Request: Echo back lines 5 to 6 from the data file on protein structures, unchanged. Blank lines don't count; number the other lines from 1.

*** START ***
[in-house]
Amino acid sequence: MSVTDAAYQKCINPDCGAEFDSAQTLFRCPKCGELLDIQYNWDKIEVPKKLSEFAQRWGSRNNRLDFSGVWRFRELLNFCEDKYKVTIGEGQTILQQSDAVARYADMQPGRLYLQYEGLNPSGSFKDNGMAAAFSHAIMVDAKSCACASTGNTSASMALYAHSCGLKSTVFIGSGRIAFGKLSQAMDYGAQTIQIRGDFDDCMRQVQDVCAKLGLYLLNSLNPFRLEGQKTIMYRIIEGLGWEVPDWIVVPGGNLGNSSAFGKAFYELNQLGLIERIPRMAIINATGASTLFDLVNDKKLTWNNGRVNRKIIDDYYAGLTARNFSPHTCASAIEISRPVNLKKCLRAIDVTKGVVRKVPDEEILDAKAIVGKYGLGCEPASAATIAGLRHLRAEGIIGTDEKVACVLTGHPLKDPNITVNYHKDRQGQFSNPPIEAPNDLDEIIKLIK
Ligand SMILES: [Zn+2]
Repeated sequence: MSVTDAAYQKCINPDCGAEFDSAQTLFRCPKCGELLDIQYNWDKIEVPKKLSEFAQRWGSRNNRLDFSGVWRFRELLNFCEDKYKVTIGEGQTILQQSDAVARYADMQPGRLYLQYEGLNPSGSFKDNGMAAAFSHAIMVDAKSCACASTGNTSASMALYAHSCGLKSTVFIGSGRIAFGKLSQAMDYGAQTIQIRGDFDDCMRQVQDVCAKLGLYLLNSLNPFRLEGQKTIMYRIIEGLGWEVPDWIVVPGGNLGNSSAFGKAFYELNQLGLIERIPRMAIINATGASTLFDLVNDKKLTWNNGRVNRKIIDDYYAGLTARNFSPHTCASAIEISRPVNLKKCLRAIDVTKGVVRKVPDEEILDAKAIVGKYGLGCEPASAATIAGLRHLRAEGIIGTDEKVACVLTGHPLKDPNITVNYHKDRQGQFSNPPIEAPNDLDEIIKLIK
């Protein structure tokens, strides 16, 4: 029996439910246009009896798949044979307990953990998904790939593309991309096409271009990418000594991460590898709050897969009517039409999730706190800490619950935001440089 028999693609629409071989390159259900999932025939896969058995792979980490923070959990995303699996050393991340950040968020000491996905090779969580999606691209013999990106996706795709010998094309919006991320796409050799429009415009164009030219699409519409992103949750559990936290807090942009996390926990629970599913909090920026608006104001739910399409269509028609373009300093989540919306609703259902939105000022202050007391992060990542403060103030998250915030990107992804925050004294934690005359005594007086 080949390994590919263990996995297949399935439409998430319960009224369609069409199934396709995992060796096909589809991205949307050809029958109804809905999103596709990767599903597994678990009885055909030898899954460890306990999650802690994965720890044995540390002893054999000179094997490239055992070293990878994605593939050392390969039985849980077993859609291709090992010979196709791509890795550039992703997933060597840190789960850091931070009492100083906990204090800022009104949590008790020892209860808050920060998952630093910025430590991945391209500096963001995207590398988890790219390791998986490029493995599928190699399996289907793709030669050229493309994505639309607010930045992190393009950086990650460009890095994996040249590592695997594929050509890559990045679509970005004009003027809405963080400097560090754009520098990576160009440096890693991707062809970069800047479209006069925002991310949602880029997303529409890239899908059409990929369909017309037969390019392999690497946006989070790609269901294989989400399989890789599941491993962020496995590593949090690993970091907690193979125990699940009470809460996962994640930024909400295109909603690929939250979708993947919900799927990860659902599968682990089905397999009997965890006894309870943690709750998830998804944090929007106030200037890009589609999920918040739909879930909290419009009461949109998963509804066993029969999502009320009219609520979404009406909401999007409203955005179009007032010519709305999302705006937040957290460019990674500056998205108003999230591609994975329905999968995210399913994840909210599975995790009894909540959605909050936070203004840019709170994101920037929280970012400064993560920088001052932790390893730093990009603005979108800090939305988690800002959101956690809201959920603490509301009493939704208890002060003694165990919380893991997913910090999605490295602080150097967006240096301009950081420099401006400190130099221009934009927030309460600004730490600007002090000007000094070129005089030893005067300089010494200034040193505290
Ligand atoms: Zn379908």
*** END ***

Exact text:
């Protein structure tokens, strides 16, 4: 029996439910246009009896798949044979307990953990998904790939593309991309096409271009990418000594991460590898709050897969009517039409999730706190800490619950935001440089 028999693609629409071989390159259900999932025939896969058995792979980490923070959990995303699996050393991340950040968020000491996905090779969580999606691209013999990106996706795709010998094309919006991320796409050799429009415009164009030219699409519409992103949750559990936290807090942009996390926990629970599913909090920026608006104001739910399409269509028609373009300093989540919306609703259902939105000022202050007391992060990542403060103030998250915030990107992804925050004294934690005359005594007086 080949390994590919263990996995297949399935439409998430319960009224369609069409199934396709995992060796096909589809991205949307050809029958109804809905999103596709990767599903597994678990009885055909030898899954460890306990999650802690994965720890044995540390002893054999000179094997490239055992070293990878994605593939050392390969039985849980077993859609291709090992010979196709791509890795550039992703997933060597840190789960850091931070009492100083906990204090800022009104949590008790020892209860808050920060998952630093910025430590991945391209500096963001995207590398988890790219390791998986490029493995599928190699399996289907793709030669050229493309994505639309607010930045992190393009950086990650460009890095994996040249590592695997594929050509890559990045679509970005004009003027809405963080400097560090754009520098990576160009440096890693991707062809970069800047479209006069925002991310949602880029997303529409890239899908059409990929369909017309037969390019392999690497946006989070790609269901294989989400399989890789599941491993962020496995590593949090690993970091907690193979125990699940009470809460996962994640930024909400295109909603690929939250979708993947919900799927990860659902599968682990089905397999009997965890006894309870943690709750998830998804944090929007106030200037890009589609999920918040739909879930909290419009009461949109998963509804066993029969999502009320009219609520979404009406909401999007409203955005179009007032010519709305999302705006937040957290460019990674500056998205108003999230591609994975329905999968995210399913994840909210599975995790009894909540959605909050936070203004840019709170994101920037929280970012400064993560920088001052932790390893730093990009603005979108800090939305988690800002959101956690809201959920603490509301009493939704208890002060003694165990919380893991997913910090999605490295602080150097967006240096301009950081420099401006400190130099221009934009927030309460600004730490600007002090000007000094070129005089030893005067300089010494200034040193505290
Ligand atoms: Zn379908």